Did you know much about the organization before you started?
I actually had been involved with NeighborWorks since its founding. I had been on the board. I was chair of their marketing committee and led their fund drive campaign. So, I knew the organization really well. I also lived in one of the historic neighborhoods and saw the changes it was making. It was a great segue for me to be able to move from the gas company over to NeighborWorks Great Falls, and it allowed me to use a lot of the skills that I had developed with the help of many mentors over the years—marketing, budget management, staff management, those kinds of skills.
When you look back at how NeighborWorks Great Falls was when you started and how the organization was following your stewardship, how do characterize the growth or change as a result of your leadership?
Well, I won't take credit for them changing because of me. It takes a team, a huge team, to do that. In the case of NeighborWorks Great Falls, it takes the village. But in my tenure at NeighborWorks Great Falls we added a Mutual Self-Help Housing Program, and built 137 homes with that model. We entered into the rental development and asset management business. Then we expanded our footprint in terms of our focus neighborhoods three different times in those 15 years. I also know that our expansion or our very existence wouldn't be possible without NeighborWorks America.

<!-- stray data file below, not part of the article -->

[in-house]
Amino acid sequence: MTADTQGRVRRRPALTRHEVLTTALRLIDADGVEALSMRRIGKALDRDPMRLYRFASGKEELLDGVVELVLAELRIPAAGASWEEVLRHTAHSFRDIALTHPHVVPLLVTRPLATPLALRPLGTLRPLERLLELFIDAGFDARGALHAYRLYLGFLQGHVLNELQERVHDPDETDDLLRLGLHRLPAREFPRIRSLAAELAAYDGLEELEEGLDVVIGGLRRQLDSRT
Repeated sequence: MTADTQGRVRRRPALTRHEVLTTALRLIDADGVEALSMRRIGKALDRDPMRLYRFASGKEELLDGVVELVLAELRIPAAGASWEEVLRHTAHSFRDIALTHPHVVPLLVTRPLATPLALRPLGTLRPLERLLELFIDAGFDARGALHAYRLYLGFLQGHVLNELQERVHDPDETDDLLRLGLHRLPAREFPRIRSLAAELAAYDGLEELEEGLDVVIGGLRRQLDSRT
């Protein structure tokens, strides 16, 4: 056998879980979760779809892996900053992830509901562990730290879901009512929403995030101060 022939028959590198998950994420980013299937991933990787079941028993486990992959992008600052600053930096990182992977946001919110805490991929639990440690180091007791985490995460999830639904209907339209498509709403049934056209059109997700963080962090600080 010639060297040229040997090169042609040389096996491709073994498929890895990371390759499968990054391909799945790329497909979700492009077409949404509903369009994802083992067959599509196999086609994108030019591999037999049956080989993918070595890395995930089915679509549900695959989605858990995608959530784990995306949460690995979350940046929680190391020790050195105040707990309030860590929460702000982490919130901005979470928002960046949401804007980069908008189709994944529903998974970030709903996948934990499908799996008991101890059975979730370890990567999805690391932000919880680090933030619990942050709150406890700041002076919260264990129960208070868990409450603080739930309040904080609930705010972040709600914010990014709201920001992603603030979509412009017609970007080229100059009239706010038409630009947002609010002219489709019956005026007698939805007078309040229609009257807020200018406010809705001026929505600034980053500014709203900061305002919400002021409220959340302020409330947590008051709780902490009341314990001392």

I said this at my retirement party, but I don't know that I would have wanted the job as executive director of NeighborWorks Great Falls and NeighborWorks Montana if it hadn't been for the support of NeighborWorks America. I value that very highly in a number of ways—the training institutes, the relationship managers, the peer learning. All of that is just so important. The capital and the operating dollars are critical to keep these local neighborhood-based housing organizations thriving.
Where do you think the NeighborWorks network has the greatest impact in the community beyond affordable housing?
I think once you've helped to create a homeowner, the impact comes in two parts. The first part is the impact on neighborhoods. It has a huge impact on declining neighborhoods. We just went through that again with the downturn, and Great Falls was less affected by that than other areas of the country, but we saw people struggling to stay in their homes. We saw foreclosure rates rise, and so you need someone there. You need an organization there that can steady the ship and weather that storm, and then start to rebuild those neighborhoods again.